Cached images have no width or height in webkit (e.g. Chrome or Safari)
Stackoverflow (SO) has always been a handy resource. Today I noticed a particularly valuable comment with 0 votes.
I created an SO account with the explicit purpose of voting this comment upwards, but unfortunately, I have no reputation on SO, and am not able to do this (yet).
For lack of a better way to credit JKS for his insightful solution I thought I’d recognise it here.
In webkit browsers (e.g: Chrome or Safari) the
onload event fires for both cached and non-cached images, but images loading from cache seem to return dimensions of
JKS proposes a simple solution, a seemingly redundant
setTimeout before taking your measurements seems to magically restore cached image dimensions. In jQuery, that would look like this:
// do something based on $('img').width and/or $('img').height
Thanks again to JKS for the tip!
Cache manifests and Firefox
I’ve been playing with offline web applications this afternoon. Generally, it’s pretty straightforward:
- Reference your manifest file in the
<html> tag of each page.
- Fill out your
.manifest file with the relevant resources you want to be cached and available offline.
- Configure your server to serve
.manifest files at
Most browsers picked this up fine (tested: Opera 11, Chrome 7, Mobile Safari iOS 4.3), but unfortunately I ran into…
Firefox (tested: 3.6.13 and 4.0b11) refused to pull resources back from appCache—even though it reported successfully caching 175kB of data—or request any resources that weren’t cached. Firefox just presented the plain HTML for each pages without loading images, stylesheets, scripts or any other assets.
After much searching and trial and error, I came across a recommendation on stackoverflow to use
http://* within the
NETWORK section of the manifest for the sake of Firefox, and sure enough…
Final code samples as follows…
# etc ...
Apache configuration (
# Ensure manifests are served using the correct mime type
AddType text/cache-manifest .manifest
Thanks to dalibor for pointing out that
http://* is required for Firefox.
One other handy resource is Mark Pilgrim‘s Let’s take this offline, and if it had mentioned
http://* it would have been perfect!
unrecognized expression: #
I’ve tried to use one of my own jQuery plugins—that I know works—only to receive the following console messages without any reference to a code line number, hence no way to track down the culprit:
uncaught exception: Syntax error, unrecognized expression: #
I’m sure this has caught me out a number of times. Each time is far enough apart that I have forgotten how I debugged the issue previously. And each time I search the interwebs in vain. No one seems to have clearly explained what causes this exception!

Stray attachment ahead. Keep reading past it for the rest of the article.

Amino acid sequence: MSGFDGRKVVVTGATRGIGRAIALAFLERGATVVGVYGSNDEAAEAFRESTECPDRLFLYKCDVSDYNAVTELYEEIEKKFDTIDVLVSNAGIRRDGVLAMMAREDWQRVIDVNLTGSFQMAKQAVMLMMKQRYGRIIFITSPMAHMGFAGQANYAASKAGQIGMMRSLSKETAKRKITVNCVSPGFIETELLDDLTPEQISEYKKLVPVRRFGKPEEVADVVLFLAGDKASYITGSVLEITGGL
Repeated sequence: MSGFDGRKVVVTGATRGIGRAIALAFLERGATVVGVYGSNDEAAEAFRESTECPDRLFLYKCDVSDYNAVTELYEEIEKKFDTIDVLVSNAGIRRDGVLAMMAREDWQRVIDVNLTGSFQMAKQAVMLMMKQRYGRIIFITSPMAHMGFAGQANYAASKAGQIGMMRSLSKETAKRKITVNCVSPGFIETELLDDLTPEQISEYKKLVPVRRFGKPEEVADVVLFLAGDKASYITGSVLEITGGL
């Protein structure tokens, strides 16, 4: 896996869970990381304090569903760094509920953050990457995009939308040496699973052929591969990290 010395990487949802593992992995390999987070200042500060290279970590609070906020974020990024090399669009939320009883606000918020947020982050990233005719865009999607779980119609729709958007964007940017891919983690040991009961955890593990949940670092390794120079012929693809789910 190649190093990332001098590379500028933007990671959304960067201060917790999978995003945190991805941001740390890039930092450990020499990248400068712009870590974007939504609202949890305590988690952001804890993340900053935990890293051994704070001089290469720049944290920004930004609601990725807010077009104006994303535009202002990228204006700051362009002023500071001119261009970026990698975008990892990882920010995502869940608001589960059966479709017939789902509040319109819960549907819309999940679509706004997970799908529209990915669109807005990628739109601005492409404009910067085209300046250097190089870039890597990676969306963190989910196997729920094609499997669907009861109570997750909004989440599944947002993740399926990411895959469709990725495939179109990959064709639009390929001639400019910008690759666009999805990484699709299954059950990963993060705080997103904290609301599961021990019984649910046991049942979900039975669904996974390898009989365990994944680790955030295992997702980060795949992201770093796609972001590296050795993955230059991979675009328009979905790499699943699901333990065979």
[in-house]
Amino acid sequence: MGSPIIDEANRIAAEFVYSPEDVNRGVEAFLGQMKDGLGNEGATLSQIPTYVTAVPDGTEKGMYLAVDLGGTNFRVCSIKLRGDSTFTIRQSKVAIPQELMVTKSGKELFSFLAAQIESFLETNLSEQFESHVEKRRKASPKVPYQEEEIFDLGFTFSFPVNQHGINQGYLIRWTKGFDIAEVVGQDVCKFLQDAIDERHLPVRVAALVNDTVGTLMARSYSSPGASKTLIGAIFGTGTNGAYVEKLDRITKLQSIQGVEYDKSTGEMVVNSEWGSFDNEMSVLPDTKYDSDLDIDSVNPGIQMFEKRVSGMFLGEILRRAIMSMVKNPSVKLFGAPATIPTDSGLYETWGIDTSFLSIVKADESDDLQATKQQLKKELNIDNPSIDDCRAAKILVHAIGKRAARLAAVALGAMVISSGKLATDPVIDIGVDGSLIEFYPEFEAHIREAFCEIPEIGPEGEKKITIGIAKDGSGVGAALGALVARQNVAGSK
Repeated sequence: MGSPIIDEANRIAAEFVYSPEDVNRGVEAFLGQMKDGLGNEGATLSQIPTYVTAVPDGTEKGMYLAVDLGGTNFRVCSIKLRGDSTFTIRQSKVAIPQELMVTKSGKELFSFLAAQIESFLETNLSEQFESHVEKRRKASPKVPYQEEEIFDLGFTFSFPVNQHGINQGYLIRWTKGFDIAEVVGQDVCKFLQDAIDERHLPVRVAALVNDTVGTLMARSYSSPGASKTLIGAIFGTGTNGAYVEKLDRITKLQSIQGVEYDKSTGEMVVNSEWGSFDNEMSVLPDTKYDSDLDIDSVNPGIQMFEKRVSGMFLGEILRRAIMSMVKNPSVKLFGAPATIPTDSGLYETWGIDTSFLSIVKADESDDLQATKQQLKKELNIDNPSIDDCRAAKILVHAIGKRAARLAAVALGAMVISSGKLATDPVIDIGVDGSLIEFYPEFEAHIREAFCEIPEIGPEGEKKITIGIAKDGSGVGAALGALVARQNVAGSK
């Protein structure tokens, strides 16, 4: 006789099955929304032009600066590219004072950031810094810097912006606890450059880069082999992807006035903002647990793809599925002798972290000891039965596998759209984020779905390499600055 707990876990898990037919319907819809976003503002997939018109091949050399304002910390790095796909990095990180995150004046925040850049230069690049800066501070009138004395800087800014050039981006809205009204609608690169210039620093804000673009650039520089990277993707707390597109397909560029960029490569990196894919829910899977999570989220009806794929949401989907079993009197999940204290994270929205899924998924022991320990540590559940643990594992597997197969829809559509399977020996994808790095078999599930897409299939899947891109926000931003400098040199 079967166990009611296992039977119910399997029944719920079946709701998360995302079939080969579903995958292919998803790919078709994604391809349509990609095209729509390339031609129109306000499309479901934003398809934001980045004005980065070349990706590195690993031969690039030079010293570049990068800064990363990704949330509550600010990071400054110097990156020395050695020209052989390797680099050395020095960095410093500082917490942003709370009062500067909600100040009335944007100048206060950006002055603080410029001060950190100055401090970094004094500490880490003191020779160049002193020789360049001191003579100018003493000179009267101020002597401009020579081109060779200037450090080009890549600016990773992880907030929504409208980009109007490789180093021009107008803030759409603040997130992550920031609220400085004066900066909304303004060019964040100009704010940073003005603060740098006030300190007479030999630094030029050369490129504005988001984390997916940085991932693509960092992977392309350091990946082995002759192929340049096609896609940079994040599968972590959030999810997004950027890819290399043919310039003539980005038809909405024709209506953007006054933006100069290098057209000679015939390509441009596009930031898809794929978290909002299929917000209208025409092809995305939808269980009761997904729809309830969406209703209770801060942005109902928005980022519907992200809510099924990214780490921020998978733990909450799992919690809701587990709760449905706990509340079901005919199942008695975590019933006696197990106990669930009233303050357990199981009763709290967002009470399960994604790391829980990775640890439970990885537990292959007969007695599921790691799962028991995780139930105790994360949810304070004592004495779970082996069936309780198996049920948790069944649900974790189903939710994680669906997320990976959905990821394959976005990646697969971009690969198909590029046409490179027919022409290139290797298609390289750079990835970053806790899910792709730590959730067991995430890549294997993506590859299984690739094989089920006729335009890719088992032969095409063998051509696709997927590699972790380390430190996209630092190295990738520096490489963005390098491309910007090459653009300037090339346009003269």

Next time I encounter this problem, hopefully I remember—or find—this post, solution follows…
This exception is thrown by jQuery when you ask it to resolve the selector
'#' without an
id following. In my case it is often caused by my plugin code assuming an element has an
id. If the element doesn’t have an
id, the exception is thrown, for example:
var storedID = $(this).attr('id');
this doesn’t have an
id, I’ve essentially asked jQuery to resolve the following:
Which jQuery doesn’t like to do, hence the exception.
Finally got around to fixing my corrupt zip file issues. Fresh and flawless zip files are now available for the latest versions of all widgets and plugins.
BTW the compact content plugins have been updated with a bunch of small fixes (IE6 benefits the most from this release). See new examples, downloads and changelog for version 3.5.
Test support for short URL auto-discovery
Short URL autodiscovery sounds like a good idea to me. The easiest way for a developer to integrate this mechanism is to use the link element in your document’s
<link rel="shorturl" href="https://irama.org/673" />
Or if you are using WordPress there are few handy plugins that do this automatically (for example: Short link maker and Shorter links).
But who’s going to know you’ve gone to all this trouble? How far has support for auto-discovery penetrated? I think it would be great if social media client applications would offer my short URL to users when they choose to shorten URLs within their posts, but I can’t find much documentation about which if any apps will pick up and use short URLs exposed in this way.
Go forth and test
This post can serve as a test, and a collection point for data, leave a comment if you have tested a new client application (include the version if known), and I’ll do the same.